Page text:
My hope is that enough individuals and companies find my artificial intelligence (AI) and other general purpose projects useful enough to motivate them to support further development through negotiated commercial licensing fees.

Friday, February 23, 2007

Source code for commercial products and social responsibility

I had an "eye opening" experience last December: two sudden pulmonary embolisms that I could have died from. I am well on my way to a full recovery now, but this experience made me think about both my responsibilities to my family (e.g., making sure my wife knows where our financial records are, etc.) and to any customers who I sell commercial software products to.

Think about this: if you buy software from an individual or small company, what happens if that company or individual goes away? For small programs this might not be a problem but the situation is different if your IT infrastructure uses 3rd party software. Customers really should have source code, even for non-open source projects.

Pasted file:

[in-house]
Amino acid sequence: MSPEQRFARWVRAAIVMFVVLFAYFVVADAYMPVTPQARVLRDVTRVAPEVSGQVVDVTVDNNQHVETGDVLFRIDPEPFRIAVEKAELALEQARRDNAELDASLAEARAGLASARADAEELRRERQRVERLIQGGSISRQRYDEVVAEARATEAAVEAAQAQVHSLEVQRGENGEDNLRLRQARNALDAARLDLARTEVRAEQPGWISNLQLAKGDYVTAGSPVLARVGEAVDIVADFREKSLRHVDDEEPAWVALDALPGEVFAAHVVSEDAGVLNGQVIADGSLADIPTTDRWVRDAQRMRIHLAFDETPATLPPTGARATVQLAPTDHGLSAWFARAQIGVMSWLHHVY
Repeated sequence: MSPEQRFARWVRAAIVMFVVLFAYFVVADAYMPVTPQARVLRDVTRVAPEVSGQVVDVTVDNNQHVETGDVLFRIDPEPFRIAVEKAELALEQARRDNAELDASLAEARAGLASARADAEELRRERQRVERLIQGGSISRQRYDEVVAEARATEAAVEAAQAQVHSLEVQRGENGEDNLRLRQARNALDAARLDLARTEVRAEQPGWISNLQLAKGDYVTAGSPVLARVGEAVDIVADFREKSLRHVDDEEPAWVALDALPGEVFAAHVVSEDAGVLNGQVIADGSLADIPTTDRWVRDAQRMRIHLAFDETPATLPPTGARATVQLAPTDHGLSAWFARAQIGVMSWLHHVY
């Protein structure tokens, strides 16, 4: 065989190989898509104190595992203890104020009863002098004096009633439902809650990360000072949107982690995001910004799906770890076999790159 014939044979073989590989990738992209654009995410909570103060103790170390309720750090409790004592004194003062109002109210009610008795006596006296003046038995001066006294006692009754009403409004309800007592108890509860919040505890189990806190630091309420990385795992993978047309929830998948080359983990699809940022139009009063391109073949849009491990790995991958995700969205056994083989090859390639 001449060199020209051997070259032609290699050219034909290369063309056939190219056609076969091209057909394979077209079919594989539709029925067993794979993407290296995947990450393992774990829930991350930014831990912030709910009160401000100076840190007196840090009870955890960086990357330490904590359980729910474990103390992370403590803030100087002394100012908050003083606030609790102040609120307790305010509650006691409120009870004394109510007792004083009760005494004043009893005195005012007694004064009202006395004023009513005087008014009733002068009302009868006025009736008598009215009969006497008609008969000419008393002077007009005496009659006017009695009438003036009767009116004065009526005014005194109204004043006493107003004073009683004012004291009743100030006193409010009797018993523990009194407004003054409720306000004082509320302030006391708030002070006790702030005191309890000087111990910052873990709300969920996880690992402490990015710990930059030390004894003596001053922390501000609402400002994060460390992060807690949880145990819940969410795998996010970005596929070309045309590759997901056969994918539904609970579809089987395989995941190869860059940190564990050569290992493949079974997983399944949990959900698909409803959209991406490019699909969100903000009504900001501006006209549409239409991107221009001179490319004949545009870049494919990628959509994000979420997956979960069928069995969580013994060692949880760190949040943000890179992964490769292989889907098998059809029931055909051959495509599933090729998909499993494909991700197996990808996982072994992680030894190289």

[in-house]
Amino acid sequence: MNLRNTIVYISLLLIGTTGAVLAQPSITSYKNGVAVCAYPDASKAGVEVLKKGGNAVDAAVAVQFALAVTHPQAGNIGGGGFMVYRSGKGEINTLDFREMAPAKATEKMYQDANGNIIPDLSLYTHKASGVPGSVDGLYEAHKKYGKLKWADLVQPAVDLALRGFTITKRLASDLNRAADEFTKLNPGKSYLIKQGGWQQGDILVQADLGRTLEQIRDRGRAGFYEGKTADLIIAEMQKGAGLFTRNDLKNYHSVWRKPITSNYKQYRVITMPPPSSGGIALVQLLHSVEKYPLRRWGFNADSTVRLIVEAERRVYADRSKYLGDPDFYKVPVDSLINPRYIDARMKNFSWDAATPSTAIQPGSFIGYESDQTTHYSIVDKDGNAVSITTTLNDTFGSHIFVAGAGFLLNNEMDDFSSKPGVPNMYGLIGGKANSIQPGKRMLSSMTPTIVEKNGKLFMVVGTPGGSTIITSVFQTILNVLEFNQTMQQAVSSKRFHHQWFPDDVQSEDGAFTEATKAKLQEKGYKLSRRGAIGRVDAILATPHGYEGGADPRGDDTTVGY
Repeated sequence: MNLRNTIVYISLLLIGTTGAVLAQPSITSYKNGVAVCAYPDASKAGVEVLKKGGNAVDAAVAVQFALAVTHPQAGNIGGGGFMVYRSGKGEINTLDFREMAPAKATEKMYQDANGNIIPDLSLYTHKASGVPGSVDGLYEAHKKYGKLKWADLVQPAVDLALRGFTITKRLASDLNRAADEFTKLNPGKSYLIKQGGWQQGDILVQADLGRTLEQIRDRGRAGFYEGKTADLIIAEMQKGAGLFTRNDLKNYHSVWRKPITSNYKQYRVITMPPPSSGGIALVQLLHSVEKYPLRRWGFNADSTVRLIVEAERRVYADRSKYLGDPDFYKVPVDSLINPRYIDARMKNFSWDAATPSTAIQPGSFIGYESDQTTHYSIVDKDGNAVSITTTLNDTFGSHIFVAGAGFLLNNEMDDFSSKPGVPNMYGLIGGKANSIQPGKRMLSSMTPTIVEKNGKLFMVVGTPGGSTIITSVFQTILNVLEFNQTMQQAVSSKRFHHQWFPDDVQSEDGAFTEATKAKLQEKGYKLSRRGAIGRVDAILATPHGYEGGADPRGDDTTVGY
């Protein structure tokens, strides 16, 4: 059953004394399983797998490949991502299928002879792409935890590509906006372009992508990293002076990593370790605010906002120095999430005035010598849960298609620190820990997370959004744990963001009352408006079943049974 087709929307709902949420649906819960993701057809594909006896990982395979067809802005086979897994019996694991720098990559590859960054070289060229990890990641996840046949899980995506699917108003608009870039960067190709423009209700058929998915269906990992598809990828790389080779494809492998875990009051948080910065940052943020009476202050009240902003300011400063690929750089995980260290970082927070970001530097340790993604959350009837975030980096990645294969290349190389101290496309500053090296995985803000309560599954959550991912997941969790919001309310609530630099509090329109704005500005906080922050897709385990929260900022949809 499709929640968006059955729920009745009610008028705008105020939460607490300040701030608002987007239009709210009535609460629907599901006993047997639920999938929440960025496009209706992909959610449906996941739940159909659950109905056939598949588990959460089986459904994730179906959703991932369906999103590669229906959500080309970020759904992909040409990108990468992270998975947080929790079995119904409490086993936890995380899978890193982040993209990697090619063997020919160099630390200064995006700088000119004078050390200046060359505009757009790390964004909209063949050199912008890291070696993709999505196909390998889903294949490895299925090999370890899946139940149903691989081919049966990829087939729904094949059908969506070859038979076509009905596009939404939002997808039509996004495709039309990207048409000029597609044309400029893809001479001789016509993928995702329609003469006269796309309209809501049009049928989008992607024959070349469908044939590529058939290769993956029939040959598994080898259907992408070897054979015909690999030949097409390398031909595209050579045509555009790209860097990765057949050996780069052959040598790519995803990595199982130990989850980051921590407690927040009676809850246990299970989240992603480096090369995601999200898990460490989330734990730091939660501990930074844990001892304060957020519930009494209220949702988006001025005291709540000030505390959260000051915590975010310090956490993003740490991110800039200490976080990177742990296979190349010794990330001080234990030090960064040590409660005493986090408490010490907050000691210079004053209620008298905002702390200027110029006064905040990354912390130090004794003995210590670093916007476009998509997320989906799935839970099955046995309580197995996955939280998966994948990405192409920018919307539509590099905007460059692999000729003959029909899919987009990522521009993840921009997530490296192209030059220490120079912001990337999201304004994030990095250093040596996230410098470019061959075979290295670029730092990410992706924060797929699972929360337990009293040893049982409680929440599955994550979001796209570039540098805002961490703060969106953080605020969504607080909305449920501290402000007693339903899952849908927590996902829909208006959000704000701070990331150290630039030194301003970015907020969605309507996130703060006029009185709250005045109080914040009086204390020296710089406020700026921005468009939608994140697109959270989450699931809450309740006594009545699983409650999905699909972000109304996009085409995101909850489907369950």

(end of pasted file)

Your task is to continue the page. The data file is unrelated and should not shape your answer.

I am working on software licenses for my own projects that protect customers yet offer some revenue protection for me.

Thursday, February 22, 2007

Google Apps Premier Edition: seems like a slam dunk decision for small companies

$50/year per employee using the system seems like a great price point. Here in Arizona, the university system has transitioned to using GMail - at a great cost savings. Since Writely does a good job of importing Microsoft Word documents, transitioning most staff off of Microsoft Office seems possible for many organizations. Add in the benefit of shared calendars and GMail, and this seems like a slam dunk decision - at least it would be for me if I had employees in my business.

Often "less is more" when trying to maximize productivity. I often think that too many features in 'productivity' software actually slow people down when the core process involves thinking about a problem, finding solutions, and communicating with customers and co-workers in a simple and efficient way.